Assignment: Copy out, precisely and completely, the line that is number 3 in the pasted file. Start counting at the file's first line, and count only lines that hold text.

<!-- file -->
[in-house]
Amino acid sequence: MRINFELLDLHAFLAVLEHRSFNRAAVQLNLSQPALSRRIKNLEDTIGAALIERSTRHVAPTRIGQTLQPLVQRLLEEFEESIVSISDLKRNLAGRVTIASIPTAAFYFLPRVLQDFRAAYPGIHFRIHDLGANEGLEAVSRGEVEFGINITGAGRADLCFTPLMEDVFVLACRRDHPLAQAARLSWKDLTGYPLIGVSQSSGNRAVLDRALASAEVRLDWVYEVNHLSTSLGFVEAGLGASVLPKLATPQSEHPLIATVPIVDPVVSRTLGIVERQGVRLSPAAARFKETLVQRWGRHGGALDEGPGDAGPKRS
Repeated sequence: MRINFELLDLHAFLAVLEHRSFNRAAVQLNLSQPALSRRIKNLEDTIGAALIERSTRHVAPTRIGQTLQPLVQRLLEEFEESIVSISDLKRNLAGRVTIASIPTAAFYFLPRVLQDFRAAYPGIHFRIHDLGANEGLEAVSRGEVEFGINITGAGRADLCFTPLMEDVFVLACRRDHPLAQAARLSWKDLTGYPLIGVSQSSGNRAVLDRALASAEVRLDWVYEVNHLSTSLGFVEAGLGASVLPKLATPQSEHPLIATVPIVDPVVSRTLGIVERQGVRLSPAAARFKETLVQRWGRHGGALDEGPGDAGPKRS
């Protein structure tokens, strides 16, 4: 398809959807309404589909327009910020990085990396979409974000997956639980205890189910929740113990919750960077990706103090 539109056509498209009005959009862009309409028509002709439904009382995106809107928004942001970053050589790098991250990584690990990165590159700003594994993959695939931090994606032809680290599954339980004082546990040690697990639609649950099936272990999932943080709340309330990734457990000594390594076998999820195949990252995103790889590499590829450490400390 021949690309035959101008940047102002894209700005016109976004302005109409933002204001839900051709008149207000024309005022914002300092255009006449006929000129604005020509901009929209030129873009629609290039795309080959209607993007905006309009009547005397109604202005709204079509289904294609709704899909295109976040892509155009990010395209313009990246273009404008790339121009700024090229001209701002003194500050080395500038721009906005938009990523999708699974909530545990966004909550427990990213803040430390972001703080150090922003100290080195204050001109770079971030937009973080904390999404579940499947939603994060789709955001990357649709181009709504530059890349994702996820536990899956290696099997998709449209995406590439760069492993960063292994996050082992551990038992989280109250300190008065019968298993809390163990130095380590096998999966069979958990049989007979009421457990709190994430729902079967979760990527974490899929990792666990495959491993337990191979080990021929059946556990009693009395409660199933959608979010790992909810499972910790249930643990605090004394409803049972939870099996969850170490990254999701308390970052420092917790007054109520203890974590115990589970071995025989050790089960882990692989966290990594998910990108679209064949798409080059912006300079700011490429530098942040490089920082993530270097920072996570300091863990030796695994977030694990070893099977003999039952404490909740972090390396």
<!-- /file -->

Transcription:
Repeated sequence: MRINFELLDLHAFLAVLEHRSFNRAAVQLNLSQPALSRRIKNLEDTIGAALIERSTRHVAPTRIGQTLQPLVQRLLEEFEESIVSISDLKRNLAGRVTIASIPTAAFYFLPRVLQDFRAAYPGIHFRIHDLGANEGLEAVSRGEVEFGINITGAGRADLCFTPLMEDVFVLACRRDHPLAQAARLSWKDLTGYPLIGVSQSSGNRAVLDRALASAEVRLDWVYEVNHLSTSLGFVEAGLGASVLPKLATPQSEHPLIATVPIVDPVVSRTLGIVERQGVRLSPAAARFKETLVQRWGRHGGALDEGPGDAGPKRS